The Toilet Shekere

So, you've got that old copper toilet float sitting in the trash parts bin. You could make an ocarina out of it. (Click here to get an idea.) But copper can be hard to work. Instead, get some string,  some cheap beads and get ready to tie a million knots.


The beads I used were cheap plastic ones from a craft store. I used some yellow nylon twine that was in the junk pile. The pattern of knots and beads was copied (by memory) from a real African shekere. It seems that it's better to weave the beads rather loosely than tight. Being loose allows you to play it in a greater variety of ways.

The end of the copper float has a theaded insert, so I epoxied a well fitted bolt to the end of a wide wooden dowel. It was then screwed onto the threaded insert and secured around the joint with Goop to form a handle.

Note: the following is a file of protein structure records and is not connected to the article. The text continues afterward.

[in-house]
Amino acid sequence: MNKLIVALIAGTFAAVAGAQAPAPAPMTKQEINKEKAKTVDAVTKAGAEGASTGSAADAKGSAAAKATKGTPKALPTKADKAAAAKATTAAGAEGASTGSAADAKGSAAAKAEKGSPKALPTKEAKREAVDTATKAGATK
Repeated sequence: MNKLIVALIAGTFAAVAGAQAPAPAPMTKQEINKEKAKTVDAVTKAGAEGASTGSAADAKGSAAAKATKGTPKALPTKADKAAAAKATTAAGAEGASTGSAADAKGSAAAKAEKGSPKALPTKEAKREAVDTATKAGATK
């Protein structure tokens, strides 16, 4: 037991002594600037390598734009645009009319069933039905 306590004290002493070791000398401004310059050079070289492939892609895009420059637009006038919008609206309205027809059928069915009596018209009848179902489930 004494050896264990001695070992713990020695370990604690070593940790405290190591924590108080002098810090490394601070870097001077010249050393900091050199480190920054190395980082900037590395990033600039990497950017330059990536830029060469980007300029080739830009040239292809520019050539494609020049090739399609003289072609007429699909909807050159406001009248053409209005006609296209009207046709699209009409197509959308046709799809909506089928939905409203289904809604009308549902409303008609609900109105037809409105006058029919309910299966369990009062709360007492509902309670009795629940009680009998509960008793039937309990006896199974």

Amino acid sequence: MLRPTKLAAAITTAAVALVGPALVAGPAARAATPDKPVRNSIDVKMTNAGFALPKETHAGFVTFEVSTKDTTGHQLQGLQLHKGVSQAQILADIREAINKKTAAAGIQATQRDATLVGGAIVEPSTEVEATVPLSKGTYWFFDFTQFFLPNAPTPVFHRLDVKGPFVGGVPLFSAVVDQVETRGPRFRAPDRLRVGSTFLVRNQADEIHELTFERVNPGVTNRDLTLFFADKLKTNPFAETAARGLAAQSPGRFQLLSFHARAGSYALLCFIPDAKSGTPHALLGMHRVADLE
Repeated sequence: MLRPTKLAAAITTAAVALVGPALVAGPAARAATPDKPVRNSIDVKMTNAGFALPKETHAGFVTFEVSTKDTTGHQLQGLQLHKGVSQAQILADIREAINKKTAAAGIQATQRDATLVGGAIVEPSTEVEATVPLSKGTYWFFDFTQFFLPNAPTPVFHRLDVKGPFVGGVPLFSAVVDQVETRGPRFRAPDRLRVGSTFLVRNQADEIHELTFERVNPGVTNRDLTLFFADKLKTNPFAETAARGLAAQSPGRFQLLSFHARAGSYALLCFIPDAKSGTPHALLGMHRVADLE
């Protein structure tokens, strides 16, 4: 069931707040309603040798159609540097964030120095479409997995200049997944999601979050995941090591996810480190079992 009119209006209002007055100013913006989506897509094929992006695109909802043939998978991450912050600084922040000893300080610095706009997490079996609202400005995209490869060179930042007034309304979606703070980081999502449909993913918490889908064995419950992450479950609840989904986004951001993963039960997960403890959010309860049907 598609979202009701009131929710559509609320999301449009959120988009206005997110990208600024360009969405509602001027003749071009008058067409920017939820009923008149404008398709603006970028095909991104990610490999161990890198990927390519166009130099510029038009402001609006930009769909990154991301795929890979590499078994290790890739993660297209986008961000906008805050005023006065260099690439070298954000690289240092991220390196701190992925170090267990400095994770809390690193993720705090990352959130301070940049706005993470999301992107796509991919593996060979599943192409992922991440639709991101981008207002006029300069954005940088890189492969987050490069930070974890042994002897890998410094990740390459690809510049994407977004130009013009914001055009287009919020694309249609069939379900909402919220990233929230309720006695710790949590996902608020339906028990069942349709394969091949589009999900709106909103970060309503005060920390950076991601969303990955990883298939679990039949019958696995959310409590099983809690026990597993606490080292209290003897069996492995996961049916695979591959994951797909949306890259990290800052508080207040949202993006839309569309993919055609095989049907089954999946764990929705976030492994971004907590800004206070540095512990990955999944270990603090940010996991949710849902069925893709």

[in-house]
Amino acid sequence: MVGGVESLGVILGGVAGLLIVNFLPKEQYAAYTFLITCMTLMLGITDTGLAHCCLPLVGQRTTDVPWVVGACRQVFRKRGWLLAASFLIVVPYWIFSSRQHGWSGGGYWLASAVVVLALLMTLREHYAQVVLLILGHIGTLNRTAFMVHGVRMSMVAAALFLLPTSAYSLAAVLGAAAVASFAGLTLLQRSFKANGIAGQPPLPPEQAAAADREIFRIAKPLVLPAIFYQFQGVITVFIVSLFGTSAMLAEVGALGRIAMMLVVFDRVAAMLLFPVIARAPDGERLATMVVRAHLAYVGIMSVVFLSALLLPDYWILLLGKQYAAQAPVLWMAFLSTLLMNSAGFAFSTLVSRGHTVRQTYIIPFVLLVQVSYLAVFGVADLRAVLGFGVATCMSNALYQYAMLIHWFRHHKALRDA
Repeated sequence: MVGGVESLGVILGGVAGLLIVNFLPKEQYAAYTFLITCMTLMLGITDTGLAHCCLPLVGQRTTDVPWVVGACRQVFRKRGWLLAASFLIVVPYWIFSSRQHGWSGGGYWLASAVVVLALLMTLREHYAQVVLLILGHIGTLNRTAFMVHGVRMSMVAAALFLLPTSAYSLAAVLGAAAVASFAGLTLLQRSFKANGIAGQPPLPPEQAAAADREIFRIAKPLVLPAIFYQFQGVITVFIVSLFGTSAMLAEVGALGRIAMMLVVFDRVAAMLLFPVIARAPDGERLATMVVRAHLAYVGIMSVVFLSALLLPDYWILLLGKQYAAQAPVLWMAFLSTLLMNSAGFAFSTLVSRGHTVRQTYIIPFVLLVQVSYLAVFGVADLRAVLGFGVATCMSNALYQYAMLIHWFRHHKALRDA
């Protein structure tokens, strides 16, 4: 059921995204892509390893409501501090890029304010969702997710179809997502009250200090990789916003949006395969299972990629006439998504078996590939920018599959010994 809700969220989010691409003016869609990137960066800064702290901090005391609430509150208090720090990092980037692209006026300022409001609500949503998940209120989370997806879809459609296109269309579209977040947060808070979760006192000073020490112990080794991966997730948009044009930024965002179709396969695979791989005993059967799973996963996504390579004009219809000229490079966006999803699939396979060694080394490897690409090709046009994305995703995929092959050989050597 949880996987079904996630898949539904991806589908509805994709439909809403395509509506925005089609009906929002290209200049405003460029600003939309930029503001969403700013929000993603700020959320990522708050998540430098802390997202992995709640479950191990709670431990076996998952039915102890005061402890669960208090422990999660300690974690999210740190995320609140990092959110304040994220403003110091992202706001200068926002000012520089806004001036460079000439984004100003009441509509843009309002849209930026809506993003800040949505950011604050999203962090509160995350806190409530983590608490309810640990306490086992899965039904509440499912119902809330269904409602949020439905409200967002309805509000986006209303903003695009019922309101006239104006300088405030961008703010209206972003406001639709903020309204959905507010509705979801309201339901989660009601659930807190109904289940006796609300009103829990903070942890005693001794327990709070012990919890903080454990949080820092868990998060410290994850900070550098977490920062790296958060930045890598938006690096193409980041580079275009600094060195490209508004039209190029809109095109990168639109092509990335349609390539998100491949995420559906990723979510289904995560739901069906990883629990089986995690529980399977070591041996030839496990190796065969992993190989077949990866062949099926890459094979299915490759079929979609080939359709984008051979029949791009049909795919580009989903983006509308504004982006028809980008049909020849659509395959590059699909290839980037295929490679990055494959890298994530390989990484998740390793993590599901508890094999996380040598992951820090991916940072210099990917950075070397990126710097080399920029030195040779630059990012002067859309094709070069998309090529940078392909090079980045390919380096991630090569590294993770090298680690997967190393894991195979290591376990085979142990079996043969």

It's simple to play. You can shake it like a maraca, tap the float against your palm, or slide the beads around the float for a ratcheting sound. If you've ever seen a good percussionist play a shekere, you can get a sense of how versatile a rhythm instrument it can be.

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